Japan’s corporate boards are coming under increasing pressure from shareholders to be more transparent regarding the salaries and roles of former executives.
For more than 20 years, boards in Japan have allowed former board directors to stay with a company as “advisers”, and without disclosing their exact role to the board or investors.
Many former executives have previously stayed with companies, getting paid high salaries with the same perks they had when they were working on the board or in the C-suite.
But after much criticism, the winds are now changing, with investors of companies in Japan insisting that this type of corporate governance is unfair, and that former executives’ titles and pay should be disclosed to the public.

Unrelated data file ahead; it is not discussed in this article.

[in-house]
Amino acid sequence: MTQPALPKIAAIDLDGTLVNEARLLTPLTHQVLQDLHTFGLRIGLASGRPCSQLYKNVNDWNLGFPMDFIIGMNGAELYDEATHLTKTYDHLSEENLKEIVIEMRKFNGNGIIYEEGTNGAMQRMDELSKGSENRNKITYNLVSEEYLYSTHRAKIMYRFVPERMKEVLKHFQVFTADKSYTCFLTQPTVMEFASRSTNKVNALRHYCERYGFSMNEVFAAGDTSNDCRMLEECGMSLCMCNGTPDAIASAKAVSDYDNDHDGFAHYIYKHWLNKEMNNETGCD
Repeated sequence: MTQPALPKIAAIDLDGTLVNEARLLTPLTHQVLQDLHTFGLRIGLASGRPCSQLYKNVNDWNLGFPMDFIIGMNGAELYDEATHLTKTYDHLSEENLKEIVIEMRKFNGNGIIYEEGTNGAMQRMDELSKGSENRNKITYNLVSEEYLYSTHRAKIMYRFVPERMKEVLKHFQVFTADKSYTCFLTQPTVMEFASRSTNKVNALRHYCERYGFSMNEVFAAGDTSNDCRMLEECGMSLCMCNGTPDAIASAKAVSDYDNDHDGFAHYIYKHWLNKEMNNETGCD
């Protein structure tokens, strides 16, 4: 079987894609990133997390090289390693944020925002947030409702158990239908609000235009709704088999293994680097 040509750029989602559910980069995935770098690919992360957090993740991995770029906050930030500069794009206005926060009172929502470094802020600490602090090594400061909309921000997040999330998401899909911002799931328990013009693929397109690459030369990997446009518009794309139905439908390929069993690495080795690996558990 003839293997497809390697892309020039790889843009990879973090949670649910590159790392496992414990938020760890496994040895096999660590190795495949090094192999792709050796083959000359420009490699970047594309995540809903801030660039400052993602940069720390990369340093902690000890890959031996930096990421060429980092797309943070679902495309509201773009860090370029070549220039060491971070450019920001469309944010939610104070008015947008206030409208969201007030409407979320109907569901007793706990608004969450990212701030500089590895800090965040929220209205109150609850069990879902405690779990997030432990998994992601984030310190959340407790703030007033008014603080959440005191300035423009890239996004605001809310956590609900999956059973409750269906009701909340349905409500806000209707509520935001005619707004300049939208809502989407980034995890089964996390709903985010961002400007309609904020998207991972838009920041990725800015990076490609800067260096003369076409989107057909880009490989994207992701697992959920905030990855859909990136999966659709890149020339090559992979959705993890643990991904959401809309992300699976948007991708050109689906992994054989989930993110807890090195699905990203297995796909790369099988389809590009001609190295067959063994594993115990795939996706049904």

Japan’s largest drugmaker, Takeda Pharmaceutical, recently sent a letter to shareholders stating that its retired chairman will stay on as an adviser, but will only earn 12% of his current compensation without a bonus, corporate secretary or a car. The company also made it clear, in a public statement, that the former chairman will only play a “limited role”.
Although Takeda is one of the first firms to take action against former executives sticking around with high salaries, other companies in Japan are beginning to follow suit, such as Sony Corp and Tokyo Electric Power Company.
Firms listed on Tokyo’s Nikkei 225 index have the lowest median proportion of independent directors (25%) and female directors (0%), and the oldest average age (63.1 years) among developed-market peers, according to an estimate by Bloomberg Intelligence.